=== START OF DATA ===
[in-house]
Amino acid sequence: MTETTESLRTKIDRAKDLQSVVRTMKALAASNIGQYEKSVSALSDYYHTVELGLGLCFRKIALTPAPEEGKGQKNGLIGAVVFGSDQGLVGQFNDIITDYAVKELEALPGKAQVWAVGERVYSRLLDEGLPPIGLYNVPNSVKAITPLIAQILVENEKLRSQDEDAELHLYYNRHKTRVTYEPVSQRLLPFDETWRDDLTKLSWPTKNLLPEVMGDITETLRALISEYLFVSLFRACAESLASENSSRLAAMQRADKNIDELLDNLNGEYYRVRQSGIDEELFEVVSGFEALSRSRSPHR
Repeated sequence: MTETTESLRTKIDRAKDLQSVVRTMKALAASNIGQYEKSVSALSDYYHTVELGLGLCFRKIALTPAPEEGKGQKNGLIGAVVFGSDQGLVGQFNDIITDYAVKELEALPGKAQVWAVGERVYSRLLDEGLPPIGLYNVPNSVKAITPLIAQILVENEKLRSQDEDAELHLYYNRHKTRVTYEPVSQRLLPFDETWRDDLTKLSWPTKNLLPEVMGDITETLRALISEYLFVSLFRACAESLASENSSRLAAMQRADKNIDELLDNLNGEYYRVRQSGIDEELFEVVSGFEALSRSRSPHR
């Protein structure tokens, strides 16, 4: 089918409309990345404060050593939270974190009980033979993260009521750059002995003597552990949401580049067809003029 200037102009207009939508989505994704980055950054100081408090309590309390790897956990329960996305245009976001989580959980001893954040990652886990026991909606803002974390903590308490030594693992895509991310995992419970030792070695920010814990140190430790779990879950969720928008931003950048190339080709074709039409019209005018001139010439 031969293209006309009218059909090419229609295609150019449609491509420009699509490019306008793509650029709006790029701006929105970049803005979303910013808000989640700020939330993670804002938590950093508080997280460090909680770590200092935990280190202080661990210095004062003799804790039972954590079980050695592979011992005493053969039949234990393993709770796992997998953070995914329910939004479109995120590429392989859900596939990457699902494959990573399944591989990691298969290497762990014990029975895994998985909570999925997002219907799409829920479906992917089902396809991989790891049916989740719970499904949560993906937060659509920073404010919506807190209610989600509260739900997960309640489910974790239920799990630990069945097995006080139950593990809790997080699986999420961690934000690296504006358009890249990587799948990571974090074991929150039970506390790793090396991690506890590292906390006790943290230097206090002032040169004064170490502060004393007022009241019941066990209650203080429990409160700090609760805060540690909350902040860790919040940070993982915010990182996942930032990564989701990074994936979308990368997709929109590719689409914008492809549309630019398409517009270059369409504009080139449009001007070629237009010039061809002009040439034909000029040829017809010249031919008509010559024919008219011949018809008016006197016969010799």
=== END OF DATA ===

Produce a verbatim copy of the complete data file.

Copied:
[in-house]
Amino acid sequence: MTETTESLRTKIDRAKDLQSVVRTMKALAASNIGQYEKSVSALSDYYHTVELGLGLCFRKIALTPAPEEGKGQKNGLIGAVVFGSDQGLVGQFNDIITDYAVKELEALPGKAQVWAVGERVYSRLLDEGLPPIGLYNVPNSVKAITPLIAQILVENEKLRSQDEDAELHLYYNRHKTRVTYEPVSQRLLPFDETWRDDLTKLSWPTKNLLPEVMGDITETLRALISEYLFVSLFRACAESLASENSSRLAAMQRADKNIDELLDNLNGEYYRVRQSGIDEELFEVVSGFEALSRSRSPHR
Repeated sequence: MTETTESLRTKIDRAKDLQSVVRTMKALAASNIGQYEKSVSALSDYYHTVELGLGLCFRKIALTPAPEEGKGQKNGLIGAVVFGSDQGLVGQFNDIITDYAVKELEALPGKAQVWAVGERVYSRLLDEGLPPIGLYNVPNSVKAITPLIAQILVENEKLRSQDEDAELHLYYNRHKTRVTYEPVSQRLLPFDETWRDDLTKLSWPTKNLLPEVMGDITETLRALISEYLFVSLFRACAESLASENSSRLAAMQRADKNIDELLDNLNGEYYRVRQSGIDEELFEVVSGFEALSRSRSPHR
């Protein structure tokens, strides 16, 4: 089918409309990345404060050593939270974190009980033979993260009521750059002995003597552990949401580049067809003029 200037102009207009939508989505994704980055950054100081408090309590309390790897956990329960996305245009976001989580959980001893954040990652886990026991909606803002974390903590308490030594693992895509991310995992419970030792070695920010814990140190430790779990879950969720928008931003950048190339080709074709039409019209005018001139010439 031969293209006309009218059909090419229609295609150019449609491509420009699509490019306008793509650029709006790029701006929105970049803005979303910013808000989640700020939330993670804002938590950093508080997280460090909680770590200092935990280190202080661990210095004062003799804790039972954590079980050695592979011992005493053969039949234990393993709770796992997998953070995914329910939004479109995120590429392989859900596939990457699902494959990573399944591989990691298969290497762990014990029975895994998985909570999925997002219907799409829920479906992917089902396809991989790891049916989740719970499904949560993906937060659509920073404010919506807190209610989600509260739900997960309640489910974790239920799990630990069945097995006080139950593990809790997080699986999420961690934000690296504006358009890249990587799948990571974090074991929150039970506390790793090396991690506890590292906390006790943290230097206090002032040169004064170490502060004393007022009241019941066990209650203080429990409160700090609760805060540690909350902040860790919040940070993982915010990182996942930032990564989701990074994936979308990368997709929109590719689409914008492809549309630019398409517009270059369409504009080139449009001007070629237009010039061809002009040439034909000029040829017809010249031919008509010559024919008219011949018809008016006197016969010799």